Fowie said...

dang it. I knew I typed too slow.

brittany, steve, and gabe said...

when it comes to cleaning up the kitchen (or any other area of the house, for that matter) vinegar does it all (stove top, counter top, floor... you name it!). spend about $3 on a huge jug of white vinegar and you can count on it cleaning your kitchen messes for a long time! then, you can take all of the money you saved not buying those expensive cleaners and use it to buy more food!!

Ryan and Tammy said...

Thats about the exact plan I follow. Minus buying the occassional sale item to bulk up my food storage. Or buy something cuz it sounds cool so I can creatively cook with it. I would love love love to make homemade yogurt. You should have Fowie do a guest blog to teach....

Jelli Bean said...

It's pretty funny, but I use every one of those tips in my bi-monthly meal planning *except coupons, they don't exist here. My additional tip is to plan 2 weeks of meals in advance, shopping once to save gasoline. With good storage containers and know-how, produce can survive refrigeration this long without wilting or going bad.

Melanie said...

Menu planning and cooking from scratch - I give a big shout out to those two items that save my bacon on my grocery bill every month.

Evelyn said...

One thing I always do that helps with budget is buying chicken on the bone. The price is cheaper per pound and with a whole chicken I can get 2 meals plus 1-1/2 gallons chicken stock (now free and doesn't have to come out of the budget for making soups/flavorful rices etc) 1st meal roast chicken with vegetables, 2nd meal chicken salad for lunch or enchiladas, chicken tacos,chicken spaghetti, pizza topped with chicken etc. with shredded chicken meat left on the bones and then throw the rest of the bones/carcass in a crockpot, cover with water and give a splash of apple cider vineger (1 teaspoon or so) and cook on low for 20-24 hours and strain for chicken broth. I usually fill glass jars I have around the house with 2 cups stock each or, to take up less room in the freezer, fill ziplock bags with 2 cups stock each and remove any air inside and freeze lying flat (also thaws quickly because of high amount of surface area exposed. :)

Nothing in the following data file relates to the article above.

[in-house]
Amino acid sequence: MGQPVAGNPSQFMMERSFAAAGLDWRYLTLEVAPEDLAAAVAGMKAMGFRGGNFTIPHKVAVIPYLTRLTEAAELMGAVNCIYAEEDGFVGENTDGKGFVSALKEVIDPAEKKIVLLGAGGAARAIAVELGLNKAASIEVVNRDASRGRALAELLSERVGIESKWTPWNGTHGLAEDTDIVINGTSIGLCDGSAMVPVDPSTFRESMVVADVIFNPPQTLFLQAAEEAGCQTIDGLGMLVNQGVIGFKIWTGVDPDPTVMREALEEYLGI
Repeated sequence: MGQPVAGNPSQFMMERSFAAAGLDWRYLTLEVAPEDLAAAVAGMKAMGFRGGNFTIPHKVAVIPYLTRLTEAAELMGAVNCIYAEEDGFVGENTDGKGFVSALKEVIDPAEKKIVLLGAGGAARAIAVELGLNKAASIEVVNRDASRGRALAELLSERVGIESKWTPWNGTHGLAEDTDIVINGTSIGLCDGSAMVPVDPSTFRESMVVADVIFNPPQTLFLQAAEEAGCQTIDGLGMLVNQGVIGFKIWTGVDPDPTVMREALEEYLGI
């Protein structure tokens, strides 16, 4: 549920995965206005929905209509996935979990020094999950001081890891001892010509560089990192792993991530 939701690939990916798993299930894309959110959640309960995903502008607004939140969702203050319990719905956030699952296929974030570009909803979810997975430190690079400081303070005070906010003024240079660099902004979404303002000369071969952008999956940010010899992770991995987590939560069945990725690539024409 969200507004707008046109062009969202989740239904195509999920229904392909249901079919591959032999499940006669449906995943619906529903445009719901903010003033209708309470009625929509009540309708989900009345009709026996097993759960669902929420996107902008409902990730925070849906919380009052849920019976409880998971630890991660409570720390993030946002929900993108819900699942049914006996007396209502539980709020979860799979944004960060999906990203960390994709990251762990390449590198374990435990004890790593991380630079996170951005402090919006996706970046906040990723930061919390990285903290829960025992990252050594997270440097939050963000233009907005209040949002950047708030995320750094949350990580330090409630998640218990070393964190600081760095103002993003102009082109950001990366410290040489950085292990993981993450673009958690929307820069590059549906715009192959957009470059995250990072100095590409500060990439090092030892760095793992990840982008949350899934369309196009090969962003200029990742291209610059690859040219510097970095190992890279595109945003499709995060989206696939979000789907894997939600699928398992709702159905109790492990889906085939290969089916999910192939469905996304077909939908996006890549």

the straz fam said...

The previous comment about using chicken on the bone for so many things sounds fabulous, but I always just buy boneless skinless chicken breasts. Why? I guess I am a little lame (and a little lazy) and I don't know how to cook a whole chicken and then use all the parts. Or do you cook it the same way as you do breasts? I am a lost cause.
Hey, maybe you could do a series of posts about how to use an enitre chicken and even make the chicken broth. That would be me at least!

Marie said...

I'm totally going to push the coupon thing because I think that it actually does save a lot of money and doesn't always have to be for the crappy, premade stuff!

Right now is especially a good time to do coupons because it is the start of fall and all the baking goods go on sale...chicken broths, stuffing mixes, canned vegetables/fruit/beans, etc.

cat+tadd said...

Oh I just let my mother in law cook for me and buy all the groceries. Simple.

Beth said...